'The involvement of policemen in either committing the crime or shielding the accused in Kathua and Unna points to a crumbling civil and moral order,' says Amulya Ganguli.
Illustration: Uttam Ghosh/Rediff.com
Perhaps for the first time in India, or anywhere else in the world, three legislators of a ruling party have had to pay the price for their dubious role in the most heinous of crimes, the rape of minors.
Two of them, who were ministers in Jammu and Kashmir, have had to resign three months after an eight-year-old girl was raped and murdered in Kathua.
They had been 'misled', according to a BJP spokesperson, into supporting the accused to the accompaniment of patriotic slogans while the third legislator has been arrested in Uttar Pradesh after considerable delay in connection with the rape of a 17-year-old girl in Unnao.
Normally, those associated with a political party face charges of corruption or of inciting communal or caste-related violence.
Considering that 186 of 541 MPs, or 34 per cent, have criminal antecedents, it is not surprising that Indian politicians have to spend as much time in fighting legal battles as working for the country's vikas.
If the number of MPs and MLAs are taken together, then the percentage rises to 36 with 1,765 legislators at the national and state levels out of a total of 4,896 facing criminal charges.
But sleaze and fuelling communal or caste animosity are not the only crimes of which the politicians are accused.
They have also been charged with murder, kidnapping, arson and banditry.
However, there are not too many rape cases, especially of minors.
Now, unfortunately, this lacuna is being filled.
As the Kathua and Unnao rape cases show, the involvement of politicians can be both direct and indirect.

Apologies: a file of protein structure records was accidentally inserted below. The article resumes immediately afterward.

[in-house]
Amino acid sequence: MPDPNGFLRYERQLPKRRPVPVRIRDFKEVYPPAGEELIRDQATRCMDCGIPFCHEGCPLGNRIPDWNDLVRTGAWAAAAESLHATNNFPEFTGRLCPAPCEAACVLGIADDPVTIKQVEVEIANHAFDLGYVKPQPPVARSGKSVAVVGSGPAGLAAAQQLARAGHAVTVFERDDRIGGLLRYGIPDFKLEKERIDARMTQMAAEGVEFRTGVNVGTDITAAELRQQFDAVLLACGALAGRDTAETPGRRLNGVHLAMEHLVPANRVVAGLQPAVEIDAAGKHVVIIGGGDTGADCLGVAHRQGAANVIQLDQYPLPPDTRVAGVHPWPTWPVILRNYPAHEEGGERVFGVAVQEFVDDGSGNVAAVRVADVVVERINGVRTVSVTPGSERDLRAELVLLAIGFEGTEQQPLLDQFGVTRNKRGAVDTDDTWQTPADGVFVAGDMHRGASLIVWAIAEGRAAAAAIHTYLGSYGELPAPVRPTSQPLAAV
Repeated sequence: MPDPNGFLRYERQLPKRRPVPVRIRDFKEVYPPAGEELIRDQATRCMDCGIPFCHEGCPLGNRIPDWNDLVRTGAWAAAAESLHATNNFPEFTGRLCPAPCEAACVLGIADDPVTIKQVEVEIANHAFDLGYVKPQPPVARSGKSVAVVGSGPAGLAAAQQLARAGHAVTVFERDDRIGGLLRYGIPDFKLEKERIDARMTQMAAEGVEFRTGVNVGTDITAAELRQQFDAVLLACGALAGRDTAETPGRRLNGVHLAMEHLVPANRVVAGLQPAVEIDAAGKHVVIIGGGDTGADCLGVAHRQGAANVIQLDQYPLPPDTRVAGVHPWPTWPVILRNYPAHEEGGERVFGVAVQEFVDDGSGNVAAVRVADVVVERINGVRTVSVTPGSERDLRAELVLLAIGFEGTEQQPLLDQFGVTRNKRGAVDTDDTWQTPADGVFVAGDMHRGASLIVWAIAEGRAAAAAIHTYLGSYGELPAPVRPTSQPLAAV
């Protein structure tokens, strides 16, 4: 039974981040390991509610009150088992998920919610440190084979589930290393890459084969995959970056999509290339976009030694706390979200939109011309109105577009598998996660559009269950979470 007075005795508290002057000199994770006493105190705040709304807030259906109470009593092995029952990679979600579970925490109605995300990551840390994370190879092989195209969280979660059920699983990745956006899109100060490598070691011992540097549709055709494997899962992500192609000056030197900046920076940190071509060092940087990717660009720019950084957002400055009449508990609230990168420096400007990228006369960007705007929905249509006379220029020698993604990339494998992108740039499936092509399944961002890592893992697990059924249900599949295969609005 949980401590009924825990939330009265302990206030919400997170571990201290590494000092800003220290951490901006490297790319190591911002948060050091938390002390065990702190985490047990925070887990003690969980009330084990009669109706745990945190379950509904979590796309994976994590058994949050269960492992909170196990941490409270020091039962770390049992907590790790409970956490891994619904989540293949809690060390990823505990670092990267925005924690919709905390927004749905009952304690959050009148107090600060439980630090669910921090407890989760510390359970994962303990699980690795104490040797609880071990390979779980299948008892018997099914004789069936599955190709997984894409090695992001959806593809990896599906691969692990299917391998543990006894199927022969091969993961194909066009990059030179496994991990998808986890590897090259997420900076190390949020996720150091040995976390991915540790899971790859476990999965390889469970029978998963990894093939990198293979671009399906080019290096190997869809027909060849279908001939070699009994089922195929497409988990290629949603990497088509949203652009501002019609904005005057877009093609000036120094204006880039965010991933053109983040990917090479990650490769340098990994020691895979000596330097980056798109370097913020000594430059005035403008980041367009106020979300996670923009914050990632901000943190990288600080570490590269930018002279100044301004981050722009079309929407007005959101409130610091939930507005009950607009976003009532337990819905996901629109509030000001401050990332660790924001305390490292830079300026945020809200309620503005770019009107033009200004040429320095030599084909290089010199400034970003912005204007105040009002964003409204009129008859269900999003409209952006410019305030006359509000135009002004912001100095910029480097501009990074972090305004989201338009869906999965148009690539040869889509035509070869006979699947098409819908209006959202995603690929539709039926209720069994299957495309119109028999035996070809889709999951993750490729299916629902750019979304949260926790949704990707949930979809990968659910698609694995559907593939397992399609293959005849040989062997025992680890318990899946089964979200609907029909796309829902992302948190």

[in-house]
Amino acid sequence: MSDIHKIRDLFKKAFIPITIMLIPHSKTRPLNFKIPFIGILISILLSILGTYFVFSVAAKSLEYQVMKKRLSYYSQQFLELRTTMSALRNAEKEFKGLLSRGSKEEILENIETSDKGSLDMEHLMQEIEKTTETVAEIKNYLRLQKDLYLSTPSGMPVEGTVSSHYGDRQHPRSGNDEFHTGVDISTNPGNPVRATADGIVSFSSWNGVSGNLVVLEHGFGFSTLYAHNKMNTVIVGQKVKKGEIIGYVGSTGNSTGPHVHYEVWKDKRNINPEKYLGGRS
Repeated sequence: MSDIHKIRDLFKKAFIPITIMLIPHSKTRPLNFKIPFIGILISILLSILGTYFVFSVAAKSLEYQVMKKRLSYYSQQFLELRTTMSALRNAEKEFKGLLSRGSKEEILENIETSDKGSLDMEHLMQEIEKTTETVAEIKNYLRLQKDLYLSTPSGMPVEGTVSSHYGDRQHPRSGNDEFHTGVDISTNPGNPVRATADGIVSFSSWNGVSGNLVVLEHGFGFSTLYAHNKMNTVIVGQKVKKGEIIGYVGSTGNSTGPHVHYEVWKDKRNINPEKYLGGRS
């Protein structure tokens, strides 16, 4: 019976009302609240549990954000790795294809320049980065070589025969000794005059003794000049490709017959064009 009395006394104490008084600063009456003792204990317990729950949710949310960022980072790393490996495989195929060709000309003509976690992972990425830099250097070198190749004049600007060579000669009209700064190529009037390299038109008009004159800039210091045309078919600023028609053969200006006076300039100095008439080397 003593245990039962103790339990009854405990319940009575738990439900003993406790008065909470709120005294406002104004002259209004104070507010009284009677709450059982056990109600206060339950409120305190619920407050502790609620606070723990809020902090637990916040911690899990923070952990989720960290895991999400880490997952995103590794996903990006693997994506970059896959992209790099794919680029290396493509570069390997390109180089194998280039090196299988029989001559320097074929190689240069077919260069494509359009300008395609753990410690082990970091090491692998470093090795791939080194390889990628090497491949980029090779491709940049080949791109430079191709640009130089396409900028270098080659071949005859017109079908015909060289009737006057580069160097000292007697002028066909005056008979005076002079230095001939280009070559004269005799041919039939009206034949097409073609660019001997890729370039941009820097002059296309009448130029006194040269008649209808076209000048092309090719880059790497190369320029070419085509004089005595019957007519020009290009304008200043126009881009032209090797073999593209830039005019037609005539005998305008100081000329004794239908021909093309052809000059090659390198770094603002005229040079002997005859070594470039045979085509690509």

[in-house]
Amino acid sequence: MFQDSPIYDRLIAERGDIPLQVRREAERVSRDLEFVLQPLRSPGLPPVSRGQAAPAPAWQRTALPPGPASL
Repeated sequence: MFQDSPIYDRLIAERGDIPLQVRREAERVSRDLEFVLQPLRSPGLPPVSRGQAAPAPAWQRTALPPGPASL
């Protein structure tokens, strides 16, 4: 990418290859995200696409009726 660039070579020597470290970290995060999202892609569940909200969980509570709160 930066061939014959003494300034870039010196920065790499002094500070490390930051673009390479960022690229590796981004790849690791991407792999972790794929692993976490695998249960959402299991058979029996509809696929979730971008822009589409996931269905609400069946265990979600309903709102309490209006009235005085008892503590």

In the Kathua case, it was indirect in the sense that the two BJP ministers of the Mehbooba Mufti government had addressed a rally in support of the alleged rapists, who included policemen.
However, if they were 'misled' in this regard, the reason probably was, as a BJP MP has said, the crime was a Pakistani conspiracy and the Hindus (who are the accused while the child was a Muslim) could not have had anything to do with it since they comprise a mere one per cent of the state's population and live in fear.
Notwithstanding insightful explanations of this nature, their resignations have followed the apparent realisation among the BJP top brass that the growing public outrage over the two rapes could damage the party's electoral prospects.
Moreover, in the age of the Internet, the horrible crime in Kathua has led to world-wide condemnation with United Nations Secretary-General Antonio Guterres calling for the guilty to be brought to justice.
In the Unnao case, the accused MLA has been arrested, but by the CBI and not the police, who called him mananiya vidhyakji (honorable legislator) at during a press briefing while the legislator, claiming innocence, was roaming free.
The deferential behaviour of Chief Minister Ajay Singh Bisht's police towards the accused is understandable because of the latter's clout.
As the Allahabad high court said, 'the disturbing feature of the case is that the law and order machinery and government officials were directly in league (with) and under the influence' of the suspect.
The involvement of policemen in either committing the crime or shielding the accused in Kathua and Unna points to a crumbling civil and moral order.
The BJP's initial reaction to the Opposition's protests on the Kathua horror was to say that the non-BJP parties were prone to crying 'wolf' at the slightest opportunity, whether chanting 'minority, minority' at one time or 'Dalit, Dalit' at another and 'women, women' on the third occasion.
But rapes, especially of children and adolescents, can have a traumatising impact on ordinary people.
This is all the more so if the offence is accompanied by mind-numbing brutality as in the Kathua case where a person was called in from Meerut to 'satisfy his lust' and the killing of the girl was delayed till another person could rape her one last time.
The BJP's question as to why the Congress did not organise candlelight marches when crimes were committed against women during the 1984 anti-Sikh riots or when a girl was recently raped and burnt alive in Assam is palpably an evasive tactic.
In advancing such arguments, including the Pakistani conspiracy charge, the BJP is demonstrating its nervousness over the realisation that the Opposition has found yet another issue -- apart from 'minority, minority', 'Dalit, Dalit' and 'women, women' -- which can have wide resonance.
There is little doubt that the otherwise surefooted BJP has been stumbling badly of late.
Amulya Ganguli is a writer on current affairs.